19th January KingofMetal79
After two large cabinet based projects - a MAME cab and a virtual pinball cabinet - I decided it was time to do something a tad smaller. Therefore I had the idea of replacing the innards of a classic NES with a Raspberry Pi. Therefore I will have access to all my favorite NES classics in one placeall rounded off with a pleasing authentic, retro asthetic.
If you have any questions regarding the above project leave a comment or hit up the forum...
I started by taking the lid off the NES and unbolting the motherboard, catridge head, loader and power pack/socket. These were put to one side as I will no longer be needing them for this project.
I then removed the original controller ports and disconnected them from the motherboard. they are be replaced with USB ports allowing me to add more than two controllers and be able to conveniently plug in a keyboard/mouse if required.
I have seen people wire up the original ports to the GPIO board/pins allowing you to use the original ports and controllers with the Pi - I will leave this for a future project/mod.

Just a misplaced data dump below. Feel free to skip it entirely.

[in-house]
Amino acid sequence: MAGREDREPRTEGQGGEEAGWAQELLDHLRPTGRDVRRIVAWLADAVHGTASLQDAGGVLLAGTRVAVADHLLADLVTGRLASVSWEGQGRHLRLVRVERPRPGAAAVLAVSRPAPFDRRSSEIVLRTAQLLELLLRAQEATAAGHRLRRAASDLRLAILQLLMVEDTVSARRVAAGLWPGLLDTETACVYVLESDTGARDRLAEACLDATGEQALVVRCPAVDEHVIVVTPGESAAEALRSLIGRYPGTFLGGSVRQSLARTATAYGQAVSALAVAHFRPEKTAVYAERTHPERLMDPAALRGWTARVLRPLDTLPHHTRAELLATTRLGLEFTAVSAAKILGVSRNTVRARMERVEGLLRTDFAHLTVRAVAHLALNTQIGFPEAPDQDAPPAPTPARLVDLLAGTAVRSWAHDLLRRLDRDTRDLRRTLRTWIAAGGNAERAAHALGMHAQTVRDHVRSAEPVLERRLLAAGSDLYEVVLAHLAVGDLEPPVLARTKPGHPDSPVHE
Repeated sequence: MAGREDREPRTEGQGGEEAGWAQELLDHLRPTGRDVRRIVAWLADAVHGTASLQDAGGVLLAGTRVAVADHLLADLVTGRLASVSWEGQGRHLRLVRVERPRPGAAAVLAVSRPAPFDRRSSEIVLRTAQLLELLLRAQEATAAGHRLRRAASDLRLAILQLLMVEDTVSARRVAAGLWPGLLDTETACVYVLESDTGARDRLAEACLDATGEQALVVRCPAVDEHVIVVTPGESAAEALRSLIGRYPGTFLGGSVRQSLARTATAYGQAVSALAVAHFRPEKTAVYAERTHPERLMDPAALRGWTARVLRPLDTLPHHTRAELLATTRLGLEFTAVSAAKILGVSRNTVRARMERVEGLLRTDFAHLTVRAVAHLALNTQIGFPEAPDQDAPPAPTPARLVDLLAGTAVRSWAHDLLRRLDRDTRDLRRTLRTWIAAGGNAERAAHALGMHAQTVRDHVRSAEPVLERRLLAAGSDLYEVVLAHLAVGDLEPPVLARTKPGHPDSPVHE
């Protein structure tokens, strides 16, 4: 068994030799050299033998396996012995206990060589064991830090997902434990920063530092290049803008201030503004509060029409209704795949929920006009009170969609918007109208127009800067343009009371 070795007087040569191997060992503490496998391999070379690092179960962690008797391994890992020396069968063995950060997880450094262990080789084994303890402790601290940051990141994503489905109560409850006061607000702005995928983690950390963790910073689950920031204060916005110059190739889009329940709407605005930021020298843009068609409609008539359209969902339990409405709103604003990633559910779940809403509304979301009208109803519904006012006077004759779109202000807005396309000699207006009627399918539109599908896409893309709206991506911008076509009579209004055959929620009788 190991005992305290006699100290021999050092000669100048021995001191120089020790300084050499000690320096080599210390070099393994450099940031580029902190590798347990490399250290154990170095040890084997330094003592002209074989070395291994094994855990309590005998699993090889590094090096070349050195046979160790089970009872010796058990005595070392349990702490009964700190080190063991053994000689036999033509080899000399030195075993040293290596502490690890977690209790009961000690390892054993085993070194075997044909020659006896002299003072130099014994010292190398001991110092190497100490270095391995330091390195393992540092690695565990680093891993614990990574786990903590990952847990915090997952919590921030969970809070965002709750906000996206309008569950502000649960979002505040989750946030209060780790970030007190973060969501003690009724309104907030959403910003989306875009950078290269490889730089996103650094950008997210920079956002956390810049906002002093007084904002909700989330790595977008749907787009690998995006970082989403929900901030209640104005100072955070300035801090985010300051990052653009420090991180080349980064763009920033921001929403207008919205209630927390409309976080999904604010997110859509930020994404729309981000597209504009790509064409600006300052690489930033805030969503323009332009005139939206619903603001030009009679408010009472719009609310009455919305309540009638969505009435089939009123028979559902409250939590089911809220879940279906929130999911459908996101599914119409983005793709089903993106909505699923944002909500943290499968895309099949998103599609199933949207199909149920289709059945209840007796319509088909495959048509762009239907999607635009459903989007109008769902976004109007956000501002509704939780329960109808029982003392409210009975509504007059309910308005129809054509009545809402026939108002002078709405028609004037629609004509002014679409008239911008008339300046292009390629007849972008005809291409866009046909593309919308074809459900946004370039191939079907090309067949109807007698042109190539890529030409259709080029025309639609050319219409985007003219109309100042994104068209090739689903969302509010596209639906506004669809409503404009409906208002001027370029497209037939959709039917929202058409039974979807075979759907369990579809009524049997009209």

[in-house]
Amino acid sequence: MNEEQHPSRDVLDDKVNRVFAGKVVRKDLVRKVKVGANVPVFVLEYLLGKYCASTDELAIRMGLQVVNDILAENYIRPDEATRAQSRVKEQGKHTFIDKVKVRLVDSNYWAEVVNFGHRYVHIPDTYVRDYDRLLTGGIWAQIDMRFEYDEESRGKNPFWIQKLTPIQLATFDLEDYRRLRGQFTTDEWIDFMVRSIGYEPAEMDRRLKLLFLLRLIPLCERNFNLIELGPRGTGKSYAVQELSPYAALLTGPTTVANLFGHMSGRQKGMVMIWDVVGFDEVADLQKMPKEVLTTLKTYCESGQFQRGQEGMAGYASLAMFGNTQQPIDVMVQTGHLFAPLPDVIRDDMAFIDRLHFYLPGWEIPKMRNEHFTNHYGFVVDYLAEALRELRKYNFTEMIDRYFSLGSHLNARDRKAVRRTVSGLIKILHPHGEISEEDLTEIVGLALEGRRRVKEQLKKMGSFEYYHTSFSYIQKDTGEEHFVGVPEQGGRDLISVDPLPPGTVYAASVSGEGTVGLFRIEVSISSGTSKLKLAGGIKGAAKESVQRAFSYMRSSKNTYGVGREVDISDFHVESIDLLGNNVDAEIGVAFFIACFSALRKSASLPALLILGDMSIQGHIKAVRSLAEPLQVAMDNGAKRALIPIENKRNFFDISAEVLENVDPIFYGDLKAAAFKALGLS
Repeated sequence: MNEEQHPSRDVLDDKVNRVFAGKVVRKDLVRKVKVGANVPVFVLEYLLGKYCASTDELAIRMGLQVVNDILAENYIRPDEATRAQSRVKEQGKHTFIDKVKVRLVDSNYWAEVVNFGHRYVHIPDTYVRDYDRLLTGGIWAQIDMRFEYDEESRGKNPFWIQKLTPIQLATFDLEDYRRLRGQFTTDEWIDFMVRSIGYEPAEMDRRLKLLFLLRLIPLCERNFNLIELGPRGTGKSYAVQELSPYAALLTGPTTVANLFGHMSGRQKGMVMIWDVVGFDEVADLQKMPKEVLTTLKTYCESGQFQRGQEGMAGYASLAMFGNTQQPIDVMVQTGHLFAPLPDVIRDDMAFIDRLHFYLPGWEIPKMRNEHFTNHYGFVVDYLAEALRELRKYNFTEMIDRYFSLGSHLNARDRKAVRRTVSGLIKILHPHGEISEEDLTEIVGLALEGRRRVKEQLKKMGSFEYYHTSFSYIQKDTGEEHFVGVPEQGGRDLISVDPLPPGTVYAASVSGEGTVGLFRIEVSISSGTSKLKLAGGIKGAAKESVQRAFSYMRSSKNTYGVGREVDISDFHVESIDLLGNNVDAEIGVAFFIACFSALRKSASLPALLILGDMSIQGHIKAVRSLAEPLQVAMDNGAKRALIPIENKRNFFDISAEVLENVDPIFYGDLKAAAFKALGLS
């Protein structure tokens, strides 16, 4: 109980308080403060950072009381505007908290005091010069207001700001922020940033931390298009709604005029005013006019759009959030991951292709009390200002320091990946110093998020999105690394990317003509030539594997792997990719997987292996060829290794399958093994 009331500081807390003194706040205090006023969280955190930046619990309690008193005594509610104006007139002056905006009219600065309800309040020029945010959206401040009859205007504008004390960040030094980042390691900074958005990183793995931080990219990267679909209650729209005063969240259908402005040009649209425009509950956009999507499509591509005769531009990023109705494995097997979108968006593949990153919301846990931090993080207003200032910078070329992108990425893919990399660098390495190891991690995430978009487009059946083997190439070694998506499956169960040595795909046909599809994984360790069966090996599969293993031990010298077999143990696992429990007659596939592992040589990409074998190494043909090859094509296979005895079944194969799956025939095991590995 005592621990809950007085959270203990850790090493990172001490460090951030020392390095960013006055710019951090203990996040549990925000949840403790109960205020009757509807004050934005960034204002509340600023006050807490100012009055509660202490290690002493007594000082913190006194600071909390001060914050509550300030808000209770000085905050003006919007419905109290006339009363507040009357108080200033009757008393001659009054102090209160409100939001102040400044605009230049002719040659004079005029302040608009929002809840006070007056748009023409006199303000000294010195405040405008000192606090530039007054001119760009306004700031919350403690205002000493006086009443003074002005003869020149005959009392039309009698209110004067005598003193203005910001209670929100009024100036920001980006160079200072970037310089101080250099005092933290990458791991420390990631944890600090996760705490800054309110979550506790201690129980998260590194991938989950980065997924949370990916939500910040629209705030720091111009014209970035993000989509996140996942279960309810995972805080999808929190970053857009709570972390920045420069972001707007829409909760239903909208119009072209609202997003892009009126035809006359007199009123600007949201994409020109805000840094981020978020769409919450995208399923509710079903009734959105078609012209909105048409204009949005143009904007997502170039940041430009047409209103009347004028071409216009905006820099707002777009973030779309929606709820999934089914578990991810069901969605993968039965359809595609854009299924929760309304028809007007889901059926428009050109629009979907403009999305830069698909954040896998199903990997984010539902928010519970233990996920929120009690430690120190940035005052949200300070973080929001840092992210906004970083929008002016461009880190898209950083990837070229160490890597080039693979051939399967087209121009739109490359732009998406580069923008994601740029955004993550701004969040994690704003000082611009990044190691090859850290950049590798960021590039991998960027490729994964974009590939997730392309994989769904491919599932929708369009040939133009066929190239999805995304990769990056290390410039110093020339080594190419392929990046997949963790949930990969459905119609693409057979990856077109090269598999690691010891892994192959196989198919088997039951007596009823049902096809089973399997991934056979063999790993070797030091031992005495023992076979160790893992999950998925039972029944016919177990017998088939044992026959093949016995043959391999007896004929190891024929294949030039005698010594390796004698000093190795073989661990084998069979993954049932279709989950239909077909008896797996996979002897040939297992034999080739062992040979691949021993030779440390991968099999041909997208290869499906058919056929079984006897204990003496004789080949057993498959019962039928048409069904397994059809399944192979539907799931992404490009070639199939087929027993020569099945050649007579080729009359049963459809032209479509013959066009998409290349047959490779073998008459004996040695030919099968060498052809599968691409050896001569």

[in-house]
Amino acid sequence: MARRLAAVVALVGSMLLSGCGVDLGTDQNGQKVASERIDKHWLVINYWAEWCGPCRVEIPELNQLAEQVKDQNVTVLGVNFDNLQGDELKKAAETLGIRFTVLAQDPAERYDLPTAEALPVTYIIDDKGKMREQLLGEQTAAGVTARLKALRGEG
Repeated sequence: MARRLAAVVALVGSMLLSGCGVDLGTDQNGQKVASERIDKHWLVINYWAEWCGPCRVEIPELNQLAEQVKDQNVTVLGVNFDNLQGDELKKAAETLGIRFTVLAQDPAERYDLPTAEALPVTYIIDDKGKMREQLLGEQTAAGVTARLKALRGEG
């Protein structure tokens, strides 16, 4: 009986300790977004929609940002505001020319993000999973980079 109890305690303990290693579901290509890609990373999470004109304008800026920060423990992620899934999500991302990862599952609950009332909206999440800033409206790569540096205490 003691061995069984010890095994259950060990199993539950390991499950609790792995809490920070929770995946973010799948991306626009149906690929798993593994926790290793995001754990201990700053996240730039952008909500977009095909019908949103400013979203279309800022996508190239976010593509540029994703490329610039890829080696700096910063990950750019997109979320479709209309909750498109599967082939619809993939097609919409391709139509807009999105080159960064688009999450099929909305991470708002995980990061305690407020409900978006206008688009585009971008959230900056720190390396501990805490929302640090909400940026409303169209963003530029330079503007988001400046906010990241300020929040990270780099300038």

I finally then mounted the Pi within the NES casing, using some PCB feet I had left over from the Pin Cab, and fired it up to see if the ports and Pi were working....
Time has come to mod the casing and get out the Dremel - no room for error now! I decided to partial use the existing 'AC Power' and RF Connector' slots for the new power and HDMI cables. Initially, I attempted to simply glue a male power adapter to the inside of the NES casing but it wasn't strong enough so I needed to make a simple wood bracket.
After gluing in both the HDMI keystone and AC power adapter it became apparent that the glue may not be strong enough to keep them in place when I have to keep pulling the HDMI cable in and out. Therefore I bolted the plate in and it seemed to give it the required securement.
I then connected up all the components and packed them into the NES casing before screwing the lid back on.
Now it is time to custom spray the casing - Megaman colours. As the colours are varying shades of blue I decided to replace the standard red LED with a blue one.
If you want to see all the pictures associated with this project then hit the link.
The Final Stage - My Mausberry switch finally turned up. Now it is time to put the finishing touches to the project and wire up the original 'Power' and 'Reset' switches. The press of the reset button returns the player to the emulator select screen and the power button (should) safely shut down the Raspberry Pi down rather than a 'hard' reset by pulling the power supply out.